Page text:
Drinking coffee not bad for you

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Dear Pharmacist: I read your "Diabetes Without Drugs" book, and I am on Step 3 feeling better, and have lost 18 pounds. I was surprised to see such positive remarks about coffee; you really seem to approve of that for diabetics. Why? Everything I hear is that it's bad. — M.E., Decatur, Ill.

Dear M.E.: After years of being blamed for contributing to everything from heart disease to alien abduction episodes, good news is brewing for the vilified coffee bean. I want to state right here, right now, that I think coffee itself is fine, especially if it's organically grown. The problem is all the other stuff that goes into making your latte palatable or scrumptious.

One Finnish study found that drinking three to four cups of joe daily can cut the risk of developing Type 2 diabetes by as much as 27 percent in men and 29 percent in women. Another study, by The University of Sydney in Australia, found that a similar daily intake of tea resulted in a 20 percent reduction in the risk for developing diabetes.

And a very recent Harvard study found that consuming five cups a day slashed the risk for diabetes. Scientists found that certain compounds could reduce blood levels of a nasty inflammation substance (interleukin-6) by 60 percent. Blood vessel inflammation plays a role in the development of coronary heart disease, so this is a very significant finding.

I know we've all heard the litany of dangers associated with coffee consumption: Elevated blood pressure, cholesterol and homocysteine levels (another inflammation mediator), vasoconstriction, jitteriness and anxiety. As it turns out, these are thought to be only short-term effects.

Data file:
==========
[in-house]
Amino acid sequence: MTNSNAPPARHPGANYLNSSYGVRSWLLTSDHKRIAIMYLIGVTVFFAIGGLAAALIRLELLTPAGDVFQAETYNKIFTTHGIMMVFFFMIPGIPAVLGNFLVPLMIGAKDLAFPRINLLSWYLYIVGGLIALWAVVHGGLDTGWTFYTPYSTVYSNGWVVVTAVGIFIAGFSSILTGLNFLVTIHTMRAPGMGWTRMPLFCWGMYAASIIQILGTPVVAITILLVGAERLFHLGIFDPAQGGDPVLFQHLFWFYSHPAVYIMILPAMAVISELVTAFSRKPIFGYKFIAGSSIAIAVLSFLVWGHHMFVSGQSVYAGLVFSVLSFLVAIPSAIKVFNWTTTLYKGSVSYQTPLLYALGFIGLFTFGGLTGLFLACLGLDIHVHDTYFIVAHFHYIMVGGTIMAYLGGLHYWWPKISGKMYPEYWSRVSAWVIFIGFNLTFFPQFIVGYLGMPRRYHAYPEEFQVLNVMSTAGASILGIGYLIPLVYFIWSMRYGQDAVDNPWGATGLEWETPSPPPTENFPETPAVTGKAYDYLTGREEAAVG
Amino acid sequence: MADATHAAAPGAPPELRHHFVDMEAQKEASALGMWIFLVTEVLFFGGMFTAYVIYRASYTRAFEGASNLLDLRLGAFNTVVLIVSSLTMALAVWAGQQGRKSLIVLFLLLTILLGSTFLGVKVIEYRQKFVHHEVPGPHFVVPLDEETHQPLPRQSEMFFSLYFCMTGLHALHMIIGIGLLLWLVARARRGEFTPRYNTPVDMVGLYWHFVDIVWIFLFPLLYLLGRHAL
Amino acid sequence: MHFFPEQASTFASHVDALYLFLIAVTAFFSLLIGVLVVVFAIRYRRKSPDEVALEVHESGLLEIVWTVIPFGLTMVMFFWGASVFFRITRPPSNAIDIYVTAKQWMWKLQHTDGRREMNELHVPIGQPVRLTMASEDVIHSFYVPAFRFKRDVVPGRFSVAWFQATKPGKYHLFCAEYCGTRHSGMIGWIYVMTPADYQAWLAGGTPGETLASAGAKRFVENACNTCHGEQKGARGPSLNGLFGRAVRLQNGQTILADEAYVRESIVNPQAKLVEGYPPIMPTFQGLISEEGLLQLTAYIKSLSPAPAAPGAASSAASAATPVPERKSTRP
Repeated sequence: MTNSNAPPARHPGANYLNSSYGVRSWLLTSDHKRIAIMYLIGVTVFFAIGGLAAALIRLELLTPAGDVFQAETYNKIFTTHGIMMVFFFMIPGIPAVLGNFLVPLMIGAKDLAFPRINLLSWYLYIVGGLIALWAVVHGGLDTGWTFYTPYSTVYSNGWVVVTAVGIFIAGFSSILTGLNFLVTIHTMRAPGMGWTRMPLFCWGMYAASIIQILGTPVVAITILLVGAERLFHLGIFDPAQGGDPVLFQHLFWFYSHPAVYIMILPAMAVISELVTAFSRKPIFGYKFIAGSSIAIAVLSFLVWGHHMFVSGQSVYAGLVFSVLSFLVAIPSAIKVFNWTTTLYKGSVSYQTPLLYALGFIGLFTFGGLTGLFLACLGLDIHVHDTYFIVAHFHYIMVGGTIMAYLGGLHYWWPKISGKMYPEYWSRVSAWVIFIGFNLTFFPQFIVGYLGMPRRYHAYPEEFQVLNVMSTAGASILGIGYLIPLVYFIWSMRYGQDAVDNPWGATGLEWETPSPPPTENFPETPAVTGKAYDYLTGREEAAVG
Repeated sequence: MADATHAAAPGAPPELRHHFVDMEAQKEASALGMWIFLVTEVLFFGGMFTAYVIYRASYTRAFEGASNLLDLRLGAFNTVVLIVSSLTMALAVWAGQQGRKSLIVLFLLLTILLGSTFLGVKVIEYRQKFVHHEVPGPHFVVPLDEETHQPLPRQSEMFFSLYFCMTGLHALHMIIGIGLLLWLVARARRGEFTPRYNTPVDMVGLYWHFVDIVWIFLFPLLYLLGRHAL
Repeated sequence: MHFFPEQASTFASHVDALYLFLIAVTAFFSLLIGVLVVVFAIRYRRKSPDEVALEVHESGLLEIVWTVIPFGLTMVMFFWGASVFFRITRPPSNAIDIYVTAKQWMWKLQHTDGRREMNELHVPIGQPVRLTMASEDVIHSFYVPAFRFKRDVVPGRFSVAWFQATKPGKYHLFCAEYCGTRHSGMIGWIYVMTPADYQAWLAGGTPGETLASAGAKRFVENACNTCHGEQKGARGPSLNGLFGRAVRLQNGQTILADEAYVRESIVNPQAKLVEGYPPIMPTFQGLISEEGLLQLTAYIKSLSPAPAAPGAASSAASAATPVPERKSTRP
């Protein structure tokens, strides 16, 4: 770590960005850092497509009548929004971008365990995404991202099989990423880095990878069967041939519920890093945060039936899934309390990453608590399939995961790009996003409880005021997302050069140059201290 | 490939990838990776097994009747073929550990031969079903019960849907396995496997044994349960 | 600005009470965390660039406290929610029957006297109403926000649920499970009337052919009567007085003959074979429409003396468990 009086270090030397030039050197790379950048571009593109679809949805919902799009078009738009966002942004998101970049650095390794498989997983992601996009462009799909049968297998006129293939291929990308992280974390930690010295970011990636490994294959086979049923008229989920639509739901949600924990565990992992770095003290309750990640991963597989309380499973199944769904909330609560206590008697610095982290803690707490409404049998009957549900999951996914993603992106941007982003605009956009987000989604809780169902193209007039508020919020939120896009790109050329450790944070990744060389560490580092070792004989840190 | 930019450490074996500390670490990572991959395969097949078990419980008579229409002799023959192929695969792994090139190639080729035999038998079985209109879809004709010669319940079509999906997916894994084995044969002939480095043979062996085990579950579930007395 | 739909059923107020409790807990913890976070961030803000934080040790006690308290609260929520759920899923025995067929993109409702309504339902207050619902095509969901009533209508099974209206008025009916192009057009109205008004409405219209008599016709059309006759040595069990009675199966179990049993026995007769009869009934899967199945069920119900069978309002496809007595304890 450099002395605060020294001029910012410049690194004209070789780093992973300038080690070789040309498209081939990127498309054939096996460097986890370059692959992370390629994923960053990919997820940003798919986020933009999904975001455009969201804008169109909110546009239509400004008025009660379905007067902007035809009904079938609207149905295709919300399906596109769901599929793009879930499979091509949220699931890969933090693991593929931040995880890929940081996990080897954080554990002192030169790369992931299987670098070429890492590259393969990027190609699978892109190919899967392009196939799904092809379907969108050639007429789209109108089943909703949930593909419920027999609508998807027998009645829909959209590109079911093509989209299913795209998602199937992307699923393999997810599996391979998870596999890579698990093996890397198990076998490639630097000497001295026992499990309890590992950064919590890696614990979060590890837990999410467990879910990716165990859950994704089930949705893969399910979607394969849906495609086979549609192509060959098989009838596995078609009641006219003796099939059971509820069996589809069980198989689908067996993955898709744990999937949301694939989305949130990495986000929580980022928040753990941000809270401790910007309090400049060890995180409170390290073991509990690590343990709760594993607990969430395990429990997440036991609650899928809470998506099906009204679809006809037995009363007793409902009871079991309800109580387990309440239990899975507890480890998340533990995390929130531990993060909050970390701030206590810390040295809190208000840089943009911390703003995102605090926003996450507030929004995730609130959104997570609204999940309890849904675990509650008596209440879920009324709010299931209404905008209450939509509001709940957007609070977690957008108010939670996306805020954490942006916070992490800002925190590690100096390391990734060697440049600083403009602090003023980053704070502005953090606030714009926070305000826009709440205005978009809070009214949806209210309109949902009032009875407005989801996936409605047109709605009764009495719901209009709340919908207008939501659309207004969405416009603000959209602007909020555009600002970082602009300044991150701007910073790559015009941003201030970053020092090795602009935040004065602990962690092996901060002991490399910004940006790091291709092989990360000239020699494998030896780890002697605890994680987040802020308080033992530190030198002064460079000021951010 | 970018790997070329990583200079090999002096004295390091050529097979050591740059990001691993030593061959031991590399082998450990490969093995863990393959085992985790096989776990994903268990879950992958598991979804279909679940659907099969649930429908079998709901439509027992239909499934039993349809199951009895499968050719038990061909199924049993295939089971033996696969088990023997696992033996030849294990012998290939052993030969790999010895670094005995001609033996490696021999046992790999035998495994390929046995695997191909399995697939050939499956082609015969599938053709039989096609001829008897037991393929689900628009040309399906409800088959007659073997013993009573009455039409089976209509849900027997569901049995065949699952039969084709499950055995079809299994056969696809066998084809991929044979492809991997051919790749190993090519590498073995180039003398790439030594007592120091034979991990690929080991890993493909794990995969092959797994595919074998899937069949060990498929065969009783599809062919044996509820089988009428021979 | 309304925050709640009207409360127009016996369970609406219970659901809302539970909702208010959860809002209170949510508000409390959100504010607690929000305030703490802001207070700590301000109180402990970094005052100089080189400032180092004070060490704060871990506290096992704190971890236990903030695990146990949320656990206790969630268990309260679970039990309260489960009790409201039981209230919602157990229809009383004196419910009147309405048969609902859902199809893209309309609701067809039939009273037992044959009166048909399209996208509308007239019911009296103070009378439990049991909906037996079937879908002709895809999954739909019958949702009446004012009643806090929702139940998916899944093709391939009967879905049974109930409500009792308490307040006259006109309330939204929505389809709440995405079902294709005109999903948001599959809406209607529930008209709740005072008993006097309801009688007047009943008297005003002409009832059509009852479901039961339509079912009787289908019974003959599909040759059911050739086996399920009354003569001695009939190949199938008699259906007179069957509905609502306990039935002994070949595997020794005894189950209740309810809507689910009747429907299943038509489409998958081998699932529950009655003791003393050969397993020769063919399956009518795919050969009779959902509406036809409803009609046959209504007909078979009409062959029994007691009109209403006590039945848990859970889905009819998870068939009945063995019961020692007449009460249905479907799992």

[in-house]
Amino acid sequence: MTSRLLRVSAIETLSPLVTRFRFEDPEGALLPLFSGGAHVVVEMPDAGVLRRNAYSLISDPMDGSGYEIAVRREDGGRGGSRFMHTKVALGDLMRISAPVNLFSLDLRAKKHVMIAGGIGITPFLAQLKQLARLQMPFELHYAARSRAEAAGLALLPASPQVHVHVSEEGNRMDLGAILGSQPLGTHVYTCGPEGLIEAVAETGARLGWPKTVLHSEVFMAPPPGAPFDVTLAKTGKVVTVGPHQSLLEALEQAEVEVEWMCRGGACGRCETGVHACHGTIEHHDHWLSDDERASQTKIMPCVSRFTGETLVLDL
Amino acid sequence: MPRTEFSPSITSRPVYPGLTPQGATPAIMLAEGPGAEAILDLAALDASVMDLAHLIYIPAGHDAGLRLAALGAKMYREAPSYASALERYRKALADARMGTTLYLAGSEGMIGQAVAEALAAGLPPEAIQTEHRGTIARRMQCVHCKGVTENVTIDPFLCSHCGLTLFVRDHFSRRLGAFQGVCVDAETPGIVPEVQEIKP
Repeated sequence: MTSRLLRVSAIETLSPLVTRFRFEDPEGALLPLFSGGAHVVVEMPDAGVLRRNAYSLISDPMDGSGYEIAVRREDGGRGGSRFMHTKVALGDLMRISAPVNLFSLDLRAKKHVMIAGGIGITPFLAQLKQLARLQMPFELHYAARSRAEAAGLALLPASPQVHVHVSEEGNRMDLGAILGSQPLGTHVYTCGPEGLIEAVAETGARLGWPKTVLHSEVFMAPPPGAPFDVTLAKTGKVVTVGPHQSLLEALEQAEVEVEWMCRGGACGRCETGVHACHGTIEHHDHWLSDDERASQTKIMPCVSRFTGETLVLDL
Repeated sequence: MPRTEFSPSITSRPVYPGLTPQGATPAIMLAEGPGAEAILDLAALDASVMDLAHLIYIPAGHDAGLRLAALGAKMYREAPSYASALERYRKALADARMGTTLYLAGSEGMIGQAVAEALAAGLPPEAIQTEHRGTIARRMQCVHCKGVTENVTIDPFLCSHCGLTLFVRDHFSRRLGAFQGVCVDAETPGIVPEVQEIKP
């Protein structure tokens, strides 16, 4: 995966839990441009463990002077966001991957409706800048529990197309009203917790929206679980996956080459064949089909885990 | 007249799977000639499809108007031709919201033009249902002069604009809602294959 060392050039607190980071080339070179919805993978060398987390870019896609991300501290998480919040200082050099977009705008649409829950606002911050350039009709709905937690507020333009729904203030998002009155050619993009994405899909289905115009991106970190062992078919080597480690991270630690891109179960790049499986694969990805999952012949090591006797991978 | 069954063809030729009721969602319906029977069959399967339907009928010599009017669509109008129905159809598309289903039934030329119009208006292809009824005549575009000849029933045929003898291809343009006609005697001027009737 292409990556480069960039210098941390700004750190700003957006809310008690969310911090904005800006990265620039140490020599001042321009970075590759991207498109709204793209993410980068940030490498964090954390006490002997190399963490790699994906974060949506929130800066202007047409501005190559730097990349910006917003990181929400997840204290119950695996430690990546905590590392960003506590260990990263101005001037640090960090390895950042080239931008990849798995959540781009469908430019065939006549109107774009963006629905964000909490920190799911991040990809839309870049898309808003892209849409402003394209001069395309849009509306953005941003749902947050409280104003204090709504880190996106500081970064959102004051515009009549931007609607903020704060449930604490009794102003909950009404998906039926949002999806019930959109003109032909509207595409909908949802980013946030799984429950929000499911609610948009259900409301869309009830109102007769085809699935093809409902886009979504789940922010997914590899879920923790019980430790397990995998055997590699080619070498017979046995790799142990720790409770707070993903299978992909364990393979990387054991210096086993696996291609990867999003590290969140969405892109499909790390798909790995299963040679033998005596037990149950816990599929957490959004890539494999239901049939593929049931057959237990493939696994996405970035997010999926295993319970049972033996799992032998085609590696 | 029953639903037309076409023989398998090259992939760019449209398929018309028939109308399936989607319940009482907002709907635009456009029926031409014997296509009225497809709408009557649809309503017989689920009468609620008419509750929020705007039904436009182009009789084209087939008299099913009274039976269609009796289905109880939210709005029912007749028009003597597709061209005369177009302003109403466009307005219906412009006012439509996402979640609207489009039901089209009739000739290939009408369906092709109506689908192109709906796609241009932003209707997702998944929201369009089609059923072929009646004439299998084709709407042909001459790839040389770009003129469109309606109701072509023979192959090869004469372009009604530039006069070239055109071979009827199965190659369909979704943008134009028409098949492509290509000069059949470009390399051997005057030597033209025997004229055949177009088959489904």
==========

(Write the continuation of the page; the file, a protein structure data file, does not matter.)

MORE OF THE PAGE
The long-term effects are much better. In fact, the study cites that there isn't a clear long-term impact on blood pressure. And zapping the interleukin-6, and the inflammation it causes, may be why the temporary elevations of cholesterol are rendered innocuous, since it's believed that the only reason cholesterol clings to your artery walls is because of ... drum roll ... inflammation!

A new study from the Archives of Internal Medicine concluded that women who drink four cups of coffee a day have a 20 percent lower risk of developing depression. A similar study previously done in Finland also correlated caffeine consumption among men with a lower incidence of depression and suicide.

Take it leaded like I do, you fellow wild-eyed bean lovers! Decaf coffee does not produce similar results.

This information is not intended to treat, cure or diagnose your condition. Go to SuzyCohen.com.
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